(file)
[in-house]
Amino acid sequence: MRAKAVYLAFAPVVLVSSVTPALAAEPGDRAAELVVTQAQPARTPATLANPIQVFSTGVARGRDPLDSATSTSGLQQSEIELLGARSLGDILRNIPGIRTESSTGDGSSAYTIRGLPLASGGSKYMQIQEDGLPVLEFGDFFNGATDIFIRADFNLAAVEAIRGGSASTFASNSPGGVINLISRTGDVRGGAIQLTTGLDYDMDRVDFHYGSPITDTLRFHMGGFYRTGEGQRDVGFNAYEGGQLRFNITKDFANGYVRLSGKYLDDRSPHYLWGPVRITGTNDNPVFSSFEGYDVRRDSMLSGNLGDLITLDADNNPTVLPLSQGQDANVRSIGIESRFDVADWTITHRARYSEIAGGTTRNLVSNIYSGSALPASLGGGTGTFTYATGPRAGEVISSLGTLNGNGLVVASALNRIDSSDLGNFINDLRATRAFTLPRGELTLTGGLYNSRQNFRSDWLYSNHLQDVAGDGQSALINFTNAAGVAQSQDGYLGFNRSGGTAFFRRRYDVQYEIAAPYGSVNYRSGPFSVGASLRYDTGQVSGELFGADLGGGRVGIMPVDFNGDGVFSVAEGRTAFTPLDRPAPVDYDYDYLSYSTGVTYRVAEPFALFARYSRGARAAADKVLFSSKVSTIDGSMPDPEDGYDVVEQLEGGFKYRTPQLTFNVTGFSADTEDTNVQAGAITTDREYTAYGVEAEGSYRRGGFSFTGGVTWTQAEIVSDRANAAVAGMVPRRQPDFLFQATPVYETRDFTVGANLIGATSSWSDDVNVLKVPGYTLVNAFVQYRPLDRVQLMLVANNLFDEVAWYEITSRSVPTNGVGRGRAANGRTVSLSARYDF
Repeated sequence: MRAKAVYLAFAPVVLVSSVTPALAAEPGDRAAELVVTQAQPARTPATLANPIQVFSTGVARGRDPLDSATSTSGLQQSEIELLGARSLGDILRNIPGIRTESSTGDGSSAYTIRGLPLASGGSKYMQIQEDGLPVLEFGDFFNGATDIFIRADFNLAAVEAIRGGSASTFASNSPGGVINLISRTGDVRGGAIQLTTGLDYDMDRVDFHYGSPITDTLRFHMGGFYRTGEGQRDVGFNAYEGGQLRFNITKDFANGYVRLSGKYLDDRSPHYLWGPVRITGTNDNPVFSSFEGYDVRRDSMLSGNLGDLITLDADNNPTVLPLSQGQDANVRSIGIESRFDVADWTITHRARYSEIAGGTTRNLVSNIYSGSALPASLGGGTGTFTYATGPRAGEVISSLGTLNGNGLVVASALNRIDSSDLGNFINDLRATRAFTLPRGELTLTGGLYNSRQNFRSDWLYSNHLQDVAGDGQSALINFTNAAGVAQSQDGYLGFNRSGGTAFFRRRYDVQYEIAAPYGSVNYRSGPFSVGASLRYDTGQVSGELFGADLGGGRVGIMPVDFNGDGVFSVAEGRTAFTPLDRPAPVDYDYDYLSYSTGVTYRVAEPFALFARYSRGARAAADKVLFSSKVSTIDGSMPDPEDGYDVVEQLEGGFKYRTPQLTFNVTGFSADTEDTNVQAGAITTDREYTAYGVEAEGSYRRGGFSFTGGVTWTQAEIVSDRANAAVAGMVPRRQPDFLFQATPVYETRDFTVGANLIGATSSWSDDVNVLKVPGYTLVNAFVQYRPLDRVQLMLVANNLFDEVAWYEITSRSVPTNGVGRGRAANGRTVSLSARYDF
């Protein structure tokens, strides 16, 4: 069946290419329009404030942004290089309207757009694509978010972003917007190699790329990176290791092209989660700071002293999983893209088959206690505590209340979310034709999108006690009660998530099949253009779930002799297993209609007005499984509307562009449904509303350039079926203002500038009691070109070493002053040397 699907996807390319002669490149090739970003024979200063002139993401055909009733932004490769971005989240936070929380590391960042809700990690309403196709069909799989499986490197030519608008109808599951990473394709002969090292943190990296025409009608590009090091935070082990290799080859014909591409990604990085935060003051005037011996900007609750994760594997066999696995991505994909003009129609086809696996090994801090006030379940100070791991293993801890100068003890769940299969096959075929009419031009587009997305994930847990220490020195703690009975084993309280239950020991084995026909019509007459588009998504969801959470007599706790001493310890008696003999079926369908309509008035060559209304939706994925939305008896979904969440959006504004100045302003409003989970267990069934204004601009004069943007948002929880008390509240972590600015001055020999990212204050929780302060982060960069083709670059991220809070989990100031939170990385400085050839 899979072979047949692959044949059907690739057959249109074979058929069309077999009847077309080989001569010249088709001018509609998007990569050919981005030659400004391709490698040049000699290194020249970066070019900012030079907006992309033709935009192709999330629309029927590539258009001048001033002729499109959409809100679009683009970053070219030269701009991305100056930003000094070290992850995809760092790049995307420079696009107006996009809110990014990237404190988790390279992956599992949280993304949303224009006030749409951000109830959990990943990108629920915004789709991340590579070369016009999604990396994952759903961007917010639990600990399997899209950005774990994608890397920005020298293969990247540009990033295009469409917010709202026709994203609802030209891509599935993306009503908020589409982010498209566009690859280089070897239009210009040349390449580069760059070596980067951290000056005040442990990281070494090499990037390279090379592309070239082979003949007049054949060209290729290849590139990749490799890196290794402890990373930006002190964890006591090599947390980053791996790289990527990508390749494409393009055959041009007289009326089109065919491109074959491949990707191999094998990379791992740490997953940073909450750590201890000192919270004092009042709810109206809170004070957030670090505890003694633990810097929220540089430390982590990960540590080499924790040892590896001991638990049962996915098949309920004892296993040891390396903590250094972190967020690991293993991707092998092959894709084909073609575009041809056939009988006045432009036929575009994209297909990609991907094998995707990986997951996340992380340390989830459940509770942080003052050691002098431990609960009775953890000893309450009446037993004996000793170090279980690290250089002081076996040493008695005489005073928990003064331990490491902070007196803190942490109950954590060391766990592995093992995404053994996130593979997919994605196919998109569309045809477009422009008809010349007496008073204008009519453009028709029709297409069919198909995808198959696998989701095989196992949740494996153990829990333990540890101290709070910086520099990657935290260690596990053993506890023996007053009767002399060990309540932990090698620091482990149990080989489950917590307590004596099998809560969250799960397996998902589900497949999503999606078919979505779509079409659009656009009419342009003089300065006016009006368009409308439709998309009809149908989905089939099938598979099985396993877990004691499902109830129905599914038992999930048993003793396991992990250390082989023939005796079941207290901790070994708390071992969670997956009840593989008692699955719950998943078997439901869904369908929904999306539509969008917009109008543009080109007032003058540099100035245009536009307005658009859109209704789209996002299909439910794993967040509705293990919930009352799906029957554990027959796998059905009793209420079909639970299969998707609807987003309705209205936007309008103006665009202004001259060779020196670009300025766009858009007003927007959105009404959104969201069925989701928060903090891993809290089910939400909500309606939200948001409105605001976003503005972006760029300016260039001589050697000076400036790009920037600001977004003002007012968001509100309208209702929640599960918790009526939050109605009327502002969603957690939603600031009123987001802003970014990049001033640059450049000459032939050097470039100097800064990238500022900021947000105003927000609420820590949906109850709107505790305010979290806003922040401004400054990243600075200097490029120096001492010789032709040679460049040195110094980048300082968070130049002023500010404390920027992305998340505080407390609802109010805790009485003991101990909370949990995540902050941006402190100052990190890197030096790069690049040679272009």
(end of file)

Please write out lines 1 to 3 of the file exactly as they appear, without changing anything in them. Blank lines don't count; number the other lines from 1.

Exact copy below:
[in-house]
Amino acid sequence: MRAKAVYLAFAPVVLVSSVTPALAAEPGDRAAELVVTQAQPARTPATLANPIQVFSTGVARGRDPLDSATSTSGLQQSEIELLGARSLGDILRNIPGIRTESSTGDGSSAYTIRGLPLASGGSKYMQIQEDGLPVLEFGDFFNGATDIFIRADFNLAAVEAIRGGSASTFASNSPGGVINLISRTGDVRGGAIQLTTGLDYDMDRVDFHYGSPITDTLRFHMGGFYRTGEGQRDVGFNAYEGGQLRFNITKDFANGYVRLSGKYLDDRSPHYLWGPVRITGTNDNPVFSSFEGYDVRRDSMLSGNLGDLITLDADNNPTVLPLSQGQDANVRSIGIESRFDVADWTITHRARYSEIAGGTTRNLVSNIYSGSALPASLGGGTGTFTYATGPRAGEVISSLGTLNGNGLVVASALNRIDSSDLGNFINDLRATRAFTLPRGELTLTGGLYNSRQNFRSDWLYSNHLQDVAGDGQSALINFTNAAGVAQSQDGYLGFNRSGGTAFFRRRYDVQYEIAAPYGSVNYRSGPFSVGASLRYDTGQVSGELFGADLGGGRVGIMPVDFNGDGVFSVAEGRTAFTPLDRPAPVDYDYDYLSYSTGVTYRVAEPFALFARYSRGARAAADKVLFSSKVSTIDGSMPDPEDGYDVVEQLEGGFKYRTPQLTFNVTGFSADTEDTNVQAGAITTDREYTAYGVEAEGSYRRGGFSFTGGVTWTQAEIVSDRANAAVAGMVPRRQPDFLFQATPVYETRDFTVGANLIGATSSWSDDVNVLKVPGYTLVNAFVQYRPLDRVQLMLVANNLFDEVAWYEITSRSVPTNGVGRGRAANGRTVSLSARYDF
Repeated sequence: MRAKAVYLAFAPVVLVSSVTPALAAEPGDRAAELVVTQAQPARTPATLANPIQVFSTGVARGRDPLDSATSTSGLQQSEIELLGARSLGDILRNIPGIRTESSTGDGSSAYTIRGLPLASGGSKYMQIQEDGLPVLEFGDFFNGATDIFIRADFNLAAVEAIRGGSASTFASNSPGGVINLISRTGDVRGGAIQLTTGLDYDMDRVDFHYGSPITDTLRFHMGGFYRTGEGQRDVGFNAYEGGQLRFNITKDFANGYVRLSGKYLDDRSPHYLWGPVRITGTNDNPVFSSFEGYDVRRDSMLSGNLGDLITLDADNNPTVLPLSQGQDANVRSIGIESRFDVADWTITHRARYSEIAGGTTRNLVSNIYSGSALPASLGGGTGTFTYATGPRAGEVISSLGTLNGNGLVVASALNRIDSSDLGNFINDLRATRAFTLPRGELTLTGGLYNSRQNFRSDWLYSNHLQDVAGDGQSALINFTNAAGVAQSQDGYLGFNRSGGTAFFRRRYDVQYEIAAPYGSVNYRSGPFSVGASLRYDTGQVSGELFGADLGGGRVGIMPVDFNGDGVFSVAEGRTAFTPLDRPAPVDYDYDYLSYSTGVTYRVAEPFALFARYSRGARAAADKVLFSSKVSTIDGSMPDPEDGYDVVEQLEGGFKYRTPQLTFNVTGFSADTEDTNVQAGAITTDREYTAYGVEAEGSYRRGGFSFTGGVTWTQAEIVSDRANAAVAGMVPRRQPDFLFQATPVYETRDFTVGANLIGATSSWSDDVNVLKVPGYTLVNAFVQYRPLDRVQLMLVANNLFDEVAWYEITSRSVPTNGVGRGRAANGRTVSLSARYDF